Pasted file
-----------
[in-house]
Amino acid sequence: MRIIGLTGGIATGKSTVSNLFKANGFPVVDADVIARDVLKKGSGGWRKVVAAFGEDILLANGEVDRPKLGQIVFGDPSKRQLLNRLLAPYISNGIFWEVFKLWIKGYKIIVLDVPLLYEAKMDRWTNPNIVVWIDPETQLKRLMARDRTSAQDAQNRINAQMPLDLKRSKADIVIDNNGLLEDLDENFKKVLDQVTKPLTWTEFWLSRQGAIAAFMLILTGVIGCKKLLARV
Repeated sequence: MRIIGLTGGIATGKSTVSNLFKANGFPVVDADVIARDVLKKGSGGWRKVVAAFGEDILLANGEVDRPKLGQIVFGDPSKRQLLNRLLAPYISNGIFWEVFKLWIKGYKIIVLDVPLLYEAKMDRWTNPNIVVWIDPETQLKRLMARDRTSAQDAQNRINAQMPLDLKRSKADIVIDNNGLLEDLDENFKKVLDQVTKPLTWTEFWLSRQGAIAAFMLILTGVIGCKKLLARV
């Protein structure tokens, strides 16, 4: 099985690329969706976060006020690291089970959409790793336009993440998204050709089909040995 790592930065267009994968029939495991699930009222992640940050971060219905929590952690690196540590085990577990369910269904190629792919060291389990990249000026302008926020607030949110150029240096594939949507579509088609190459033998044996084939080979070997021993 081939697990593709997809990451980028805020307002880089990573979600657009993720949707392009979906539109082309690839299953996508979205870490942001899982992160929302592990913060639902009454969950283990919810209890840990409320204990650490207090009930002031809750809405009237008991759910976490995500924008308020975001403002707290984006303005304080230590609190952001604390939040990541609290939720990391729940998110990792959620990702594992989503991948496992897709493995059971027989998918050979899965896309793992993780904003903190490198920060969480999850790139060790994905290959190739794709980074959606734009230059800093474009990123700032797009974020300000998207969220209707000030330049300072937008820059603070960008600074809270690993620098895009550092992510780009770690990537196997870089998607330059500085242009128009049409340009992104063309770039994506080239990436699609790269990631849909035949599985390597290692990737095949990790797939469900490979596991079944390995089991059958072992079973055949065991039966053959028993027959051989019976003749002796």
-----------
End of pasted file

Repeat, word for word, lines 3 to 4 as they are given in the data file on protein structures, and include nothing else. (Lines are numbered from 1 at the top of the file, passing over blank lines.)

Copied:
Repeated sequence: MRIIGLTGGIATGKSTVSNLFKANGFPVVDADVIARDVLKKGSGGWRKVVAAFGEDILLANGEVDRPKLGQIVFGDPSKRQLLNRLLAPYISNGIFWEVFKLWIKGYKIIVLDVPLLYEAKMDRWTNPNIVVWIDPETQLKRLMARDRTSAQDAQNRINAQMPLDLKRSKADIVIDNNGLLEDLDENFKKVLDQVTKPLTWTEFWLSRQGAIAAFMLILTGVIGCKKLLARV
């Protein structure tokens, strides 16, 4: 099985690329969706976060006020690291089970959409790793336009993440998204050709089909040995 790592930065267009994968029939495991699930009222992640940050971060219905929590952690690196540590085990577990369910269904190629792919060291389990990249000026302008926020607030949110150029240096594939949507579509088609190459033998044996084939080979070997021993 081939697990593709997809990451980028805020307002880089990573979600657009993720949707392009979906539109082309690839299953996508979205870490942001899982992160929302592990913060639902009454969950283990919810209890840990409320204990650490207090009930002031809750809405009237008991759910976490995500924008308020975001403002707290984006303005304080230590609190952001604390939040990541609290939720990391729940998110990792959620990702594992989503991948496992897709493995059971027989998918050979899965896309793992993780904003903190490198920060969480999850790139060790994905290959190739794709980074959606734009230059800093474009990123700032797009974020300000998207969220209707000030330049300072937008820059603070960008600074809270690993620098895009550092992510780009770690990537196997870089998607330059500085242009128009049409340009992104063309770039994506080239990436699609790269990631849909035949599985390597290692990737095949990790797939469900490979596991079944390995089991059958072992079973055949065991039966053959028993027959051989019976003749002796």